Ridership rises when biking is easy, safe and comfortable. Astudy from Portland, Oregonfound that 60% of people are interested but concerned about the safety of cycling for transportation. Protected lanes can help that 60% cycle more often, helping us create a transportation system that is easier, safer, more sustainable and more fun.
Protected bike lanes (also called cycle tracks or physically separated bike lanes), designed properly and connected to other high quality cycling infrastructure, are key to de-stressing cycling and creating aMinimum Grid. All protected bike lanes are physically separated from car traffic by a barrier, butthere are many different ways to create that separation. Protected lanes can be minimal and inexpensive, with bollards or on-street parking creating the barrier, or they can be more elaborate, using medians, planters and raised pathways. The most appropriate type of protection (or whether the lane should be separate at all) depends on a number of factors, like the speed and volume of traffic, the number of taxis and couriers using the street, the number of intersections, and the space available. Because taxis can legally load and discharge passengers in a painted bike lane, and since couriers often illegally park in them (which encourages other drivers to do the same), it makes sense to opt for protection on streets intensively used by taxis and couriers.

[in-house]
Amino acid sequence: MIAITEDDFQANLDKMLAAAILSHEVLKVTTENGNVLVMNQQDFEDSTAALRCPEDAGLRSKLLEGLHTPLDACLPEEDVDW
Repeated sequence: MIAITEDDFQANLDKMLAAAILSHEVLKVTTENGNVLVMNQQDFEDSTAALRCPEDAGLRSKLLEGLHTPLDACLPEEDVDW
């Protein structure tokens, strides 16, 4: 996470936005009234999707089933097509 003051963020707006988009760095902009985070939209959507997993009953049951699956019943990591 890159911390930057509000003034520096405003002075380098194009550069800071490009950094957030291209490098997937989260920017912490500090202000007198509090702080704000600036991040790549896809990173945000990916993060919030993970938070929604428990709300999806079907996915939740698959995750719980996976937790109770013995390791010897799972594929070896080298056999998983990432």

There is a huge amount of support for protected bike lanes in Toronto. A recentAngus Reid Forum pollfound that 84% of people believe cyclists need better protection from motor vehicles. and a2009 city of Toronto survey[PDF] found that 77% of those surveyed felt that protecting bike lanes from car traffic would improve cycling a great deal. Another 18% felt that protection would improve cycling “somewhat.”